5-02-2007

Knowing History.  Some don't.  So when it comes to certain aspects of hybrid acceptance, I am witnessing the same thing repeating all over again.  Thankfully, there are some things that have changed since then.  Remember a few years ago?  Gas was cheap.  GM was heavily campaigning against hybrids.  Misconceptions were abundant.  There was a battery technology lawsuit.  Little attention was given to carbon emissions.  There simply weren't enough real-world miles driven yet to satisfy doubt.  And the technology itself was much more expensive.  Knowing history is important; otherwise, you could end up suffering unnecessarily.

5-01-2007

April Sales.  Tallies are in.  The counts are fantastic!  For Toyota to meet their new target for Prius sales, the monthly purchases need to be about 12,500.  Well, if the trend continues, that will easily happen.  In April, the amount was 13,056.  Pretty cool, eh?  Camry-Hybrid had a very good month too.  4,410 were sold.  How will the competitors respond?  As time proceeds, the differences between "assist" and "full" hybrids will become better understood.  How will consumers respond?  While all that's taking place, gas prices will continue to rise.  How will the economy respond?  In other words, more change is inevitable.  The progress so far is encouraging.  I can't wait for the results of May sales.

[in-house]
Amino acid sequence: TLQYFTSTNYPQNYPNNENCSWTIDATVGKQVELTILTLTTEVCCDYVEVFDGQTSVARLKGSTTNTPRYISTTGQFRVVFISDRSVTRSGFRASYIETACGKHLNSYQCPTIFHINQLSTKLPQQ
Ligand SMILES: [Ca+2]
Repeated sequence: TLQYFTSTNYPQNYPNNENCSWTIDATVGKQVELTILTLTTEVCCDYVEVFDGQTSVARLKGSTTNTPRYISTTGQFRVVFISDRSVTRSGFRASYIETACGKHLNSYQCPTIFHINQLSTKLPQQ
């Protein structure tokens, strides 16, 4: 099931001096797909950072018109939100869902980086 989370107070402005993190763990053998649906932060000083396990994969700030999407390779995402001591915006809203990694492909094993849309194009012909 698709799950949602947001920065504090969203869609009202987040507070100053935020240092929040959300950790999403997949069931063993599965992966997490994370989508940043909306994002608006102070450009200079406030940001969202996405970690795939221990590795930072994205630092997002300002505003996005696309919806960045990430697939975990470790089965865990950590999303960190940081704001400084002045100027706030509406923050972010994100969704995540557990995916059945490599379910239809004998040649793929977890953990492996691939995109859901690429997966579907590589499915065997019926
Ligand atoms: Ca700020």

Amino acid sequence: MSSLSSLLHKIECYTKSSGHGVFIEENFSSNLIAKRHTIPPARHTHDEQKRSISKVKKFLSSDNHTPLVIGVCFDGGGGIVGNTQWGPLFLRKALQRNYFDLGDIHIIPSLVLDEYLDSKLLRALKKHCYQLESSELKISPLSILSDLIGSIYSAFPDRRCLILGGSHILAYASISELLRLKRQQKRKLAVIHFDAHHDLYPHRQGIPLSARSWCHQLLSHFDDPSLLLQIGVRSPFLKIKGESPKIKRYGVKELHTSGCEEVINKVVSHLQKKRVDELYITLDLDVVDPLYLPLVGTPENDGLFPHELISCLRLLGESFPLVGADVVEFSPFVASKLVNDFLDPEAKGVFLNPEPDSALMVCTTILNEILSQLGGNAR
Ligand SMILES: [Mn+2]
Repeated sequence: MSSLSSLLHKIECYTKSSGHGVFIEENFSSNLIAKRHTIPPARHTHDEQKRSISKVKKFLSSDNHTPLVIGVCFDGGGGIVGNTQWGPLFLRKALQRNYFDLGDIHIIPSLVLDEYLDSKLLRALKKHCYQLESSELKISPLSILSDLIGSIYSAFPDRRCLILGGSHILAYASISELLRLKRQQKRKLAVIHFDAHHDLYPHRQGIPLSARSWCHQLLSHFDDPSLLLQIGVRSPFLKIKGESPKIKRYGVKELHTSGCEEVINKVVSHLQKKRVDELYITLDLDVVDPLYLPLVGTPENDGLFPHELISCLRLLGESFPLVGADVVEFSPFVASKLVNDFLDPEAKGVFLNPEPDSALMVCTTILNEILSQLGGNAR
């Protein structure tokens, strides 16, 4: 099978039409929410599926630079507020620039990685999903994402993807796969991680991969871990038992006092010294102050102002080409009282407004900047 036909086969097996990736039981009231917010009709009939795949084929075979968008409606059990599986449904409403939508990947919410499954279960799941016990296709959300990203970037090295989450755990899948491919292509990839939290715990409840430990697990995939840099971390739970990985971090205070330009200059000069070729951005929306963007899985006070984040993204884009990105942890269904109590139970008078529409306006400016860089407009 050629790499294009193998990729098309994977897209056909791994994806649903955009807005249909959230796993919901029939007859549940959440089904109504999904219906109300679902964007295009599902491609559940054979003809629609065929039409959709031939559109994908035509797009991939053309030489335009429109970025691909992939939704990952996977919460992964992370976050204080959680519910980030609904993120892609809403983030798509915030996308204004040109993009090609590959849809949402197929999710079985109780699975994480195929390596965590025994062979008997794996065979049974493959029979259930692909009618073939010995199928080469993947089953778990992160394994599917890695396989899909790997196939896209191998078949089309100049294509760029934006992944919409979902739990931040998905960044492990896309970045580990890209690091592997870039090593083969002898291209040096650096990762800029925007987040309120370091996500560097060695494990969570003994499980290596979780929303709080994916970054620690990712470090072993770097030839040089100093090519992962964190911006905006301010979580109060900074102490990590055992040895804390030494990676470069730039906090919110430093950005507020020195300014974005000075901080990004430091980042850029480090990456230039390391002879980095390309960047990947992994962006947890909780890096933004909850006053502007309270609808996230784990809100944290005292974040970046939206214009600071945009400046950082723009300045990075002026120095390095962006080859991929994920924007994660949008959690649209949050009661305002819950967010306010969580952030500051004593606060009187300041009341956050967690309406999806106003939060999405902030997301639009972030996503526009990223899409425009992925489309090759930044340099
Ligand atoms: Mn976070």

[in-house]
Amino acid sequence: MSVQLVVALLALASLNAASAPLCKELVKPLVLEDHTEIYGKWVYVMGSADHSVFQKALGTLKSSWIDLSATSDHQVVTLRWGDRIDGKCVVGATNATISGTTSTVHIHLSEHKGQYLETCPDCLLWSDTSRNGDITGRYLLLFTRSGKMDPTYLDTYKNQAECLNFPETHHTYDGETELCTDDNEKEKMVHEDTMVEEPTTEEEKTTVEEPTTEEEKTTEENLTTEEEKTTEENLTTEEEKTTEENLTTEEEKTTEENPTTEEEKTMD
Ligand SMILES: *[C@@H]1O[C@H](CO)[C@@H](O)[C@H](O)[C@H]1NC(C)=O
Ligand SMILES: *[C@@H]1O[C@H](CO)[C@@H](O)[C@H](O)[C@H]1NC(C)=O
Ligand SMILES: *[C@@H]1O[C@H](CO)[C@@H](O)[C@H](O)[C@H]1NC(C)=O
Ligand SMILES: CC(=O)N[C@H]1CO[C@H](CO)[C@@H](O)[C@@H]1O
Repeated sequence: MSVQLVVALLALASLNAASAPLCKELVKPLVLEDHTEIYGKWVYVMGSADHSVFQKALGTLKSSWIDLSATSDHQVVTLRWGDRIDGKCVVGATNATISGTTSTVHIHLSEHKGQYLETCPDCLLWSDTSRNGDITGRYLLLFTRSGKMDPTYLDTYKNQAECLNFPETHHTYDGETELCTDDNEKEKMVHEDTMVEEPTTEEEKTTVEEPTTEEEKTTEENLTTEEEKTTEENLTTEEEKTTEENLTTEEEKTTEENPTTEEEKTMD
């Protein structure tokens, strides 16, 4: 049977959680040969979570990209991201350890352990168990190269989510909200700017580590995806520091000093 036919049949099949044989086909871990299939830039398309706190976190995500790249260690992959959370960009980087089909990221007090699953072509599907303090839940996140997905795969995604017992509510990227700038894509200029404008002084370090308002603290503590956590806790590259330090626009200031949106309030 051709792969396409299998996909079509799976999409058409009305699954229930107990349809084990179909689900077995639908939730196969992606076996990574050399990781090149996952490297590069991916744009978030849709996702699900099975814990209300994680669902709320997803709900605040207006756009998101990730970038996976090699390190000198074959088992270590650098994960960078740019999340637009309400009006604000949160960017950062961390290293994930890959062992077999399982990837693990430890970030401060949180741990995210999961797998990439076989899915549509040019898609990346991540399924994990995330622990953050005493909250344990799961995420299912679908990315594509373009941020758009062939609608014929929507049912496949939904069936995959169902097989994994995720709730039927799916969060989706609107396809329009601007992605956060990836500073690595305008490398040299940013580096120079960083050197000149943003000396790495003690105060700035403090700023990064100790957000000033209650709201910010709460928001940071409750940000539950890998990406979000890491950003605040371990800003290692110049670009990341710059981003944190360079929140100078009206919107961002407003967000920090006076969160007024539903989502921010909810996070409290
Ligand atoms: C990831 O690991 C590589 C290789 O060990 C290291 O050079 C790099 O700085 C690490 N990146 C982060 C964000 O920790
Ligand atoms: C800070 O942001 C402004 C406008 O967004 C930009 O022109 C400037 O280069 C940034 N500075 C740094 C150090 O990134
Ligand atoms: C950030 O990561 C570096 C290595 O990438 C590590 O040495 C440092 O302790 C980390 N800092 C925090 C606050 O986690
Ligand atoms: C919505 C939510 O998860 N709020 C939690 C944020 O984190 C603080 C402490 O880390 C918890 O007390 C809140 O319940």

4-30-2007

Feeding Assumptions.  The nonsense continues.  Just like I dealt with many years ago, there are still certain people that push one improvement or another... but not both.  Today, it was the PZEV rating.  Since GM offers several non-hybrid models and each vehicle which shares that same body sells well, we are suppose to believe that the PZEV version is purchased often.  It was a rather blatant attempt to mislead.  He was clearly feeding an assumption.  His vague references were obvious.  A few people called him on it too, insisting he respond with actual sales data.  He refused, saying he didn't claim anything.  No detail.  No remorse.  Just a personal insult.  That's why I call people like that antagonists.  They couldn't care less about being constructive.  I stick to the facts.  Unless emissions & efficiency are both improved, it is not an true solution to our problems.

4-29-2007